How Petersburg is raising its standard of living
When does a city turn itself around? Is it financial? Is it an entire city’s self-esteem issue? Is it one person or a team of people who affect this type of change? In the case of Petersburg, Va., the change started in 2016 when elected officials and, specifically, the city council, admitting they needed help. Petersburg is located about 20 miles south of Richmond, Va., and in 2016, the city’s fund balance had dipped to -$7.7 million. Today, the city is showing a fund balance of almost $13 million. (Note: Petersburg is awaiting a credit adjustment this spring from Standard and Poor’s due to this dramatic rebound.)
So, how did the city swing almost $20 million in four years?
First, in 2016, the Virginia Economic Development Partnership (VEDP), which is a public-private partnership organization within the Commonwealth of Virginia, called upon the city council to meet with AMPAC Fine Chemicals (AFC), which was interested in doing business in Petersburg. Current Mayor Sam Parham, and then-Mayor Howard Myers met with a team of state directors to bring AFC to an abandoned 200-acre chemical plant within city limits. This work sparked further development of other bioscience companies to come to Petersburg, including Phlow Pharmaceuticals.
In early 2020, the U.S. The Food and Drug Administration agency, Biomedical Advanced Research and Development Authority (BARDA) issued a $354 million grant to Phlow to develop new remedies for a variety of diseases after China ceased exporting drugs to the rest of the world due to COVID.
Another bioscience company, Civica Inc., has come to Petersburg as part of the pharmaceutical supply chain to distribute directly to hospitals across the U.S. AFC will supply compounds and ingredients for pharmaceuticals, Phlow will manufacture said pharmaceuticals and Civica will distribute. According to Dr. Frank Gupton, co-founder of Phlow, “This synergy will allow the U.S. to fully integrate by 2022 and has shortened the delivery time of drugs to hospitals from months or never, to just days.”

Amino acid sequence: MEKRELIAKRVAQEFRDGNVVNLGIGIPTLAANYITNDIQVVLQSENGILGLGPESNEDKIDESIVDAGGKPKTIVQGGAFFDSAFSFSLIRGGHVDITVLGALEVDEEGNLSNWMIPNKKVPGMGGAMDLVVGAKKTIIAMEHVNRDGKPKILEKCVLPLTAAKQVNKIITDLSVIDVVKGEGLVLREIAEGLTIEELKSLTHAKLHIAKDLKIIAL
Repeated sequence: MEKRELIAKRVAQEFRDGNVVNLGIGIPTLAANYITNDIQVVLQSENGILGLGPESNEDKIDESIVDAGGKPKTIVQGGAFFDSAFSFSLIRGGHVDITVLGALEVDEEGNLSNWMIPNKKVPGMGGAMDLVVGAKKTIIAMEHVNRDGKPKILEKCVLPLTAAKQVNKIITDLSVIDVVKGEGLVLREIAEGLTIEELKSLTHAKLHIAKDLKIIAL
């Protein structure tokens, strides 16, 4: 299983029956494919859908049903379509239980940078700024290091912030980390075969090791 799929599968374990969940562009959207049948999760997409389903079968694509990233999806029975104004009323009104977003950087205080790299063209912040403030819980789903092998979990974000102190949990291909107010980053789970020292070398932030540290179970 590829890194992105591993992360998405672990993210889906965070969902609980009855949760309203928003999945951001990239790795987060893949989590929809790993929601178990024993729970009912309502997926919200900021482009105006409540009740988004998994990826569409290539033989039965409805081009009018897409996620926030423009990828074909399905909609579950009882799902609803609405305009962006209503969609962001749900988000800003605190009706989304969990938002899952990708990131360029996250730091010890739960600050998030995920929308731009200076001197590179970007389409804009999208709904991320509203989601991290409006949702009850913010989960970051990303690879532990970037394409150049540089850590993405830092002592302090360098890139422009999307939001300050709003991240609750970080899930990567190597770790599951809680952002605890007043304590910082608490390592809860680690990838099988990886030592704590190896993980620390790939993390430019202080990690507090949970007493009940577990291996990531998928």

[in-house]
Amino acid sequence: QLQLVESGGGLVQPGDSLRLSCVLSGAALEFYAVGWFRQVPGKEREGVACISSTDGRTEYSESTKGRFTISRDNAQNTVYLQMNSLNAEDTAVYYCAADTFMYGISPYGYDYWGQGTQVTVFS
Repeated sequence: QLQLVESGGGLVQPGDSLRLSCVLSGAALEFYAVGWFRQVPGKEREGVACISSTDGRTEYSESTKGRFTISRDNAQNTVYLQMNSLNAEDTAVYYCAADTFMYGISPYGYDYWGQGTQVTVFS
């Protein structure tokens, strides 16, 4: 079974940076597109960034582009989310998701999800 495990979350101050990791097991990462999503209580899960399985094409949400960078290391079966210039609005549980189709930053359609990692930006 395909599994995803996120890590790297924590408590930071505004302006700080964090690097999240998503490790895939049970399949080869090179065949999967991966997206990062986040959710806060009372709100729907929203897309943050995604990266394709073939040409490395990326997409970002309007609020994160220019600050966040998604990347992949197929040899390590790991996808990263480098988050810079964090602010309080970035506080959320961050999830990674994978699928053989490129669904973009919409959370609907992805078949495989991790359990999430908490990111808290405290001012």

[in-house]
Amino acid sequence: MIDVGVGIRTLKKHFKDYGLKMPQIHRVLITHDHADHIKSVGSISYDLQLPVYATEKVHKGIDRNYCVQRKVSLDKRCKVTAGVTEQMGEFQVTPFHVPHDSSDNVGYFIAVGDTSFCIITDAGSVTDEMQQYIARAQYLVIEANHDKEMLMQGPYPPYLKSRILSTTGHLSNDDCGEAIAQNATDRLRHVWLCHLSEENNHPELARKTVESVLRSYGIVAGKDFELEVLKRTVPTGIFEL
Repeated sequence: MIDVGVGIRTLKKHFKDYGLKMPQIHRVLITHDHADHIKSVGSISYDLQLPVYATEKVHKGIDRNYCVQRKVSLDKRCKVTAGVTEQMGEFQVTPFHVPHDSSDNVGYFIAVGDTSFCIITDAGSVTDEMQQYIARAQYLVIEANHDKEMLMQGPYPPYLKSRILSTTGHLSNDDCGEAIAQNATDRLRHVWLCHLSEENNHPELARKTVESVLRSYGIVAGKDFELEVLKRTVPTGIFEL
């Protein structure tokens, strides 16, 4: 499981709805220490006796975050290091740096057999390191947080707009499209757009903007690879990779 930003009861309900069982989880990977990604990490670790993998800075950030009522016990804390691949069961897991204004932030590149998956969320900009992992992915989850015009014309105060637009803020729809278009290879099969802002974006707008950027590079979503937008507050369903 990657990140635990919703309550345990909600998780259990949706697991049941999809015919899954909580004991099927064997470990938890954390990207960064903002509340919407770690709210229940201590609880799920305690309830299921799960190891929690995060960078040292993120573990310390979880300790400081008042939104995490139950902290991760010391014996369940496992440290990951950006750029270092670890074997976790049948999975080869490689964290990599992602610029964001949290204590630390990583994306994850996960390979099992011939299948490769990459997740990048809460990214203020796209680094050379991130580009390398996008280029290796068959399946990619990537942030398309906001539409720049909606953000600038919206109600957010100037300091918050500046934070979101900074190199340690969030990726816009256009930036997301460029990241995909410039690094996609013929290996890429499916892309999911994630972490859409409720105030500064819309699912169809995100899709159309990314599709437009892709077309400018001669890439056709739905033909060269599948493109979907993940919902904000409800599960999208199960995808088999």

The economic impact of these three companies is expected to generate $10 million over the next five years for the city coffers. More than 500 jobs will be created within these companies directly benefiting restaurants, businesses and the real estate market in Petersburg and the surrounding communities.
Another boost came in the fall of 2017, when the council hired new talent from outside the borders of Virginia, including Aretha Ferrell-Benavides, a former city manager from Texas. As the new city manager, Ferrell-Benavides hired Robert Floyd as the budget director, who took the approach of budgeting to needs, not wants. This philosophy allowed the city to allocate resources to the true needs of the city. Future budgets include $1 million per year to stay on a positive trend.
The reduction of $2.1 million in debt has saved the city $250,000 in annual fees and interest. Interim Finance Director Stacey Jordan says, “For example, we are saving $400,000 in prepaid expenses, $400,000 in jail expenses and $500,000 in travel expenses primarily due to COVID-19.”
Mayor Parham is looking forward to the completion of the new facilities for both Phlow and Civica and the derivative businesses that will follow. “Petersburg has really turned around during the past five years; not just financially, but emotionally as well. One of the benefits of streamlining our city government is that we can spend money on other activities instead of just paying interest on crippling debt.”
A specific benefit is the reduction of violent crime in the city. Police Chief Travis Christian notes that violent crime this year is down 66 percent from last year, and the cost savings to the jail alone is at $400,000 from the previous period. Interaction on the state and federal level has helped the city curb violent crime by offering assistance not just in the way of manpower, but data and statistics of where and when crimes may occur. Christian adds, “The State Police have been our best partners because they are proactive, not reactive in their method of problem solving.”
Councilperson Charlie Cuthbert says, “The current influx of business to Petersburg will result in even more businesses coming to the city, which will increase revenues such as meals taxes, business licenses, etc.”
The city of Petersburg has found its footing and is on a resurgent path to economic stability. Many of the intended consequences are coming to light and it looks forward to more of the unintended ones such as decreased crime and interest from faculty and students in the school system to engage in the workforce of this new knowledge-based economy. The city even has the ability for staff on the economic development team, like this author, to promote its progress across the country and establish new branding guidelines for its marketing materials to attract more businesses and individuals to experience Petersburg.
Clay D Hamner is the economic development manager of Petersburg, Va. Contact him at [email protected].